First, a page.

Coming in various sizes- from the giant Mother of Georgia you’ll spot on the hill overlooking the city to the cheeky little Tamada you might trip over as you leave the tourist hotspot of Shardin Street, Tbilisi has much to offer in terms of statues, all of which have a story behind them to open up a totally new educational aspect on Georgia. Each month we’ll be taking you to a few of these statues and giving you the low-down- the kind of information that even your tour guide may not know!


You can’t miss her- just look up. There she is- standing on the hill near Narikala Fortress above the Old Town. She was put up there on Sololaki Hill in 1958, the year Tbilisi celebrated its 1500th anniversary. Prominent Georgian sculptor Elguja Amashukeli designed the twenty-meter aluminium figure of a woman in Georgian national dress. She symbolizes the Georgian national character: in her left hand she holds a bowl of wine to greet those who come as friends, and in her

right hand is a sword for those who come as enemies. You can get a closer look by heading up on the cable car from Rike Park or taking a walk via Narikala Fortress or the longer route through the old streets up past the glass complex belonging to Georgia’s ex-Prime Minister, billionaire Bidzina Ivanishvili.


Still in the Old Town, but just the other side of the river, you’ll see Metekhi Church at the top of the sheer rock cliff. In front of it you can meet King Vakhtang Gorgasali, the founder of Tbilisi as the new capital of Georgia.

Legend has it that he was hunting in the area, shot a pheasant and it fell into one of the natural hot springs. When he found it, it was fully boiled and he decided, based on the hot waters, that the area would be an ideal place to locate a city. The city was named Tbilisi (Tbili = warm). King Vakhtang moved the capital of his kingdom (then known as Iberia) from Mtskheta, about 20 km away, to Tbilisi at some point in the late 5th Century.

The statue of Vakhtang Gorgasali was created by Eluja Amashukeli and built by T.Kandelaki and D.Morbedadze. The statue was made in 1959 and installed in front of Metekhi church in 1967.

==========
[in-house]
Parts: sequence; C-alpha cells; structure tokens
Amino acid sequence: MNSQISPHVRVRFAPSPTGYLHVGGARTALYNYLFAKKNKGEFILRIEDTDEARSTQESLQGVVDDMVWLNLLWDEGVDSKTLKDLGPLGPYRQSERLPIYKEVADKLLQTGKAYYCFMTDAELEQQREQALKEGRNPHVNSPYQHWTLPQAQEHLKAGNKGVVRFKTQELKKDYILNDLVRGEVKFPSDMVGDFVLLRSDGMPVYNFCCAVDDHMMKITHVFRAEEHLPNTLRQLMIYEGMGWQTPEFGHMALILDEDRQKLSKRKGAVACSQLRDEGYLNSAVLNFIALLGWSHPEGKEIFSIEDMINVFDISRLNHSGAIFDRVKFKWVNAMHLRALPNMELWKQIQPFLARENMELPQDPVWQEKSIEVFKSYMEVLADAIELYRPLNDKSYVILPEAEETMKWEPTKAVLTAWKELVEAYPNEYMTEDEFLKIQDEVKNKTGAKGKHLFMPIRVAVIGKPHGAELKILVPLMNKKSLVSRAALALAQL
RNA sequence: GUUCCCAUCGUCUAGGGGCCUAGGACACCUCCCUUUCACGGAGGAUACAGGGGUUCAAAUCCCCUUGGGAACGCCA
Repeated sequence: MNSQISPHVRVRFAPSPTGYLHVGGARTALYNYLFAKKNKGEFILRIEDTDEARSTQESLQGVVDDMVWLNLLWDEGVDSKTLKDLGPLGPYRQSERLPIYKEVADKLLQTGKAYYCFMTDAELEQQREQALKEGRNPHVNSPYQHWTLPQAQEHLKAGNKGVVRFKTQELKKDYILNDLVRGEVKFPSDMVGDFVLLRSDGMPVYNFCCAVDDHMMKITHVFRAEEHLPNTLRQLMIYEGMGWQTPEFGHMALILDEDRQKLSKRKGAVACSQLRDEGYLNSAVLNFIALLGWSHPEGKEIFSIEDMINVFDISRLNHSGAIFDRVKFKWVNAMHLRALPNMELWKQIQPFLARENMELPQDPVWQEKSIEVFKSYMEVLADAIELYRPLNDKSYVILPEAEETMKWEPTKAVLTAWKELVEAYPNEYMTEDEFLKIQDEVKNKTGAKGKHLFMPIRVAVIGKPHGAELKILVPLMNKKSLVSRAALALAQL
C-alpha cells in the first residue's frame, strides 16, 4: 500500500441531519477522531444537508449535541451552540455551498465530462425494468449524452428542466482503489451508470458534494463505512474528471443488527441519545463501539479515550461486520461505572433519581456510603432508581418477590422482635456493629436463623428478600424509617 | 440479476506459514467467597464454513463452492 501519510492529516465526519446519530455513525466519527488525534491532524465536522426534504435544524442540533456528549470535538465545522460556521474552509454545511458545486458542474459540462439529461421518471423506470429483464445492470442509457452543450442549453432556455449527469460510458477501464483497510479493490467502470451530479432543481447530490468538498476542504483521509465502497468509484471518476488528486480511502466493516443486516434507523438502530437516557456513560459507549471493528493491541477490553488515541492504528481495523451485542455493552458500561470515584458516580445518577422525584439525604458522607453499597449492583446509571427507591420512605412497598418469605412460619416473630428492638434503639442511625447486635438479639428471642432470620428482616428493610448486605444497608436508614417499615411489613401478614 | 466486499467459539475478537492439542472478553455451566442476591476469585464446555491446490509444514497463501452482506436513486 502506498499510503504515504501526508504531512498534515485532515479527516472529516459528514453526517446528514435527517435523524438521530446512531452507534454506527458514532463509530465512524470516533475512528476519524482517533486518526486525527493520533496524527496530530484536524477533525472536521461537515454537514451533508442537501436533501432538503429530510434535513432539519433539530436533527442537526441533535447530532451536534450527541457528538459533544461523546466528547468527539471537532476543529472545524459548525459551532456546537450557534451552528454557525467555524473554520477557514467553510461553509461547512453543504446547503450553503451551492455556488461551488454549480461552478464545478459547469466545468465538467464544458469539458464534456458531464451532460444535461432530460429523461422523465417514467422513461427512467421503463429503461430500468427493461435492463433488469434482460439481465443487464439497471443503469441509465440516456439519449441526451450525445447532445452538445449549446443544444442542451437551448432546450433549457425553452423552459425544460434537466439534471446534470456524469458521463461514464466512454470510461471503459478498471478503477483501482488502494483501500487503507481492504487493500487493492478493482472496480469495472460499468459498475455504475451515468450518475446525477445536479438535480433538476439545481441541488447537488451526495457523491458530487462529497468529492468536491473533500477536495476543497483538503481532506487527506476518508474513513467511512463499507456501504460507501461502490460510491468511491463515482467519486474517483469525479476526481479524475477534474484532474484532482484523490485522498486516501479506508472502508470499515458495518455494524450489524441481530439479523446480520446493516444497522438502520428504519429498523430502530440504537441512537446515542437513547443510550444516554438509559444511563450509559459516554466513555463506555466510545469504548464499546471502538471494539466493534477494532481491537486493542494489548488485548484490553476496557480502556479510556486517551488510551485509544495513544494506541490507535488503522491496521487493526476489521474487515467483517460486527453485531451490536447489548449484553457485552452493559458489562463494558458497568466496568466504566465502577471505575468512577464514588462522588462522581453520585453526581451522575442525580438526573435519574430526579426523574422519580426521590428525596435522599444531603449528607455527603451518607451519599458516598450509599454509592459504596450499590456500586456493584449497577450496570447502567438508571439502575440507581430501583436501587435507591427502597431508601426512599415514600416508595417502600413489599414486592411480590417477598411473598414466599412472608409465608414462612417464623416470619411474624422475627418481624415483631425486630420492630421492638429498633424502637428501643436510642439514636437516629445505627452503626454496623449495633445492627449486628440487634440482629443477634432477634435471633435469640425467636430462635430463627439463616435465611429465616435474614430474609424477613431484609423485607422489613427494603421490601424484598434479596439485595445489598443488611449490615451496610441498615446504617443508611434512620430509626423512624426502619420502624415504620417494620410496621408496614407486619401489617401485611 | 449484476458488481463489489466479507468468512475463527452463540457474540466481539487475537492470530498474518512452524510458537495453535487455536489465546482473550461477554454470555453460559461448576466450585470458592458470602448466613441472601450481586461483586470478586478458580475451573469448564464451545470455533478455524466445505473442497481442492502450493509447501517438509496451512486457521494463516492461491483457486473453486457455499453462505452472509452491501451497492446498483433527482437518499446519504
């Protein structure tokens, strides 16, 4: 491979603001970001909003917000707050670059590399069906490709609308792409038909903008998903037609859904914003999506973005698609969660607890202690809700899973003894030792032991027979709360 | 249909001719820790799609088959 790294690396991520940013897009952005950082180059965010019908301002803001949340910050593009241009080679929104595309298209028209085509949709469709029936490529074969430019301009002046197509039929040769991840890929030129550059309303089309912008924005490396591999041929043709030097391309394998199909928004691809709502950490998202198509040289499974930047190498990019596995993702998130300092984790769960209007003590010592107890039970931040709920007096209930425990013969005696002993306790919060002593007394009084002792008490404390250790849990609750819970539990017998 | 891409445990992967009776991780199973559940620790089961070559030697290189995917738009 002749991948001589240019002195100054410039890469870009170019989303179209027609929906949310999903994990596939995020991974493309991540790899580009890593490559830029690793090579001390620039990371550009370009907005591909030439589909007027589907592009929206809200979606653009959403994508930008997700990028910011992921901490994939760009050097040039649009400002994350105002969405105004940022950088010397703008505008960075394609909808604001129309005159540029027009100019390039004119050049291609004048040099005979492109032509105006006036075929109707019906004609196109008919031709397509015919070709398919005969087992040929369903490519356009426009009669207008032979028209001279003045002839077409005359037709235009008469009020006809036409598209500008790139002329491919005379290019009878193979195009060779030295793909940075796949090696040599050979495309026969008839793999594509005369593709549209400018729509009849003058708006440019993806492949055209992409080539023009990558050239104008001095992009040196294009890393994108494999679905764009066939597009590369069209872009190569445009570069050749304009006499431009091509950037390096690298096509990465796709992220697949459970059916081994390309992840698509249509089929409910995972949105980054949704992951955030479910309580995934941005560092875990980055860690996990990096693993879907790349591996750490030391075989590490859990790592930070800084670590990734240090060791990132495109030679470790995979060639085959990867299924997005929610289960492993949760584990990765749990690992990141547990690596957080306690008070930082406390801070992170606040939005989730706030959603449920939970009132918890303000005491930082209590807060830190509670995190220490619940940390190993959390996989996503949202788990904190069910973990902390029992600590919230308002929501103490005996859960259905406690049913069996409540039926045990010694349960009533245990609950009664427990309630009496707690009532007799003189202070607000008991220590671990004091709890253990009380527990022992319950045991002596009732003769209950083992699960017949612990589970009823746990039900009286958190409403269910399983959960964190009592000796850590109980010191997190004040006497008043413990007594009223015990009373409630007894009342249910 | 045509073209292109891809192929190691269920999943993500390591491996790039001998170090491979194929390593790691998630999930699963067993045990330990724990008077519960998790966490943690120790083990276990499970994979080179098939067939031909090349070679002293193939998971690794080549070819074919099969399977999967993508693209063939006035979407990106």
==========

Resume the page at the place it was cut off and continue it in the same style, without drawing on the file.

Before you cross the river, let’s head up Shardin Street to have a toast with the Tamada (Toastmaster). This sweet little character- with parts polished lovingly but those posing for photos, is based on a 7th century artifact found in Vani (Imereti region, Western Georgia). He was sat with his drinking horn in 2006 as a symbol of the 8000 year history of Georgian winemaking.

Now have a wander around the renovated streets packed with restaurants, bars and street cafes. Work your way to the river and the white-and-glass pedestrian Bridge of Peace (where you’ll enjoy the beautiful people-sensitive lighting at night).


Across the Bridge of Peace is Rike Park. Let’s head on over and grab a seat with Ronald Reagan. There he is- as big as life, sitting on the bench, legs crossed, ready for a photo with you. Make sure you bring some jelly beans!

The statue of Ronald Reagan, 40th president of the United States of America, was installed in 2011. The statue was sculptured by A.Monaseridze and designed by M.Maisuradze.


Now let’s take a walk up the hill and into the old district of Avlabari. Where you’ll find the the funny and endearing Mimino composition which was set up in Avlabari Square (near Sameba Cathedral) in 2011.

Mimino is a 1977 comedy film by Soviet director Georgiy Daneliya starring Vakhtang Kikabidze and Frunzik Mkrtch- yan. Anatoliy Petritskiy served as the film’s Director of Photography. The Soviet era comedy won the 1977 Golden Prize at the 10th Moscow International Film Festival.

The Mimino Statue was designed by Z. Tsereteli and built by V.Beridze and D. Kalandarishvili.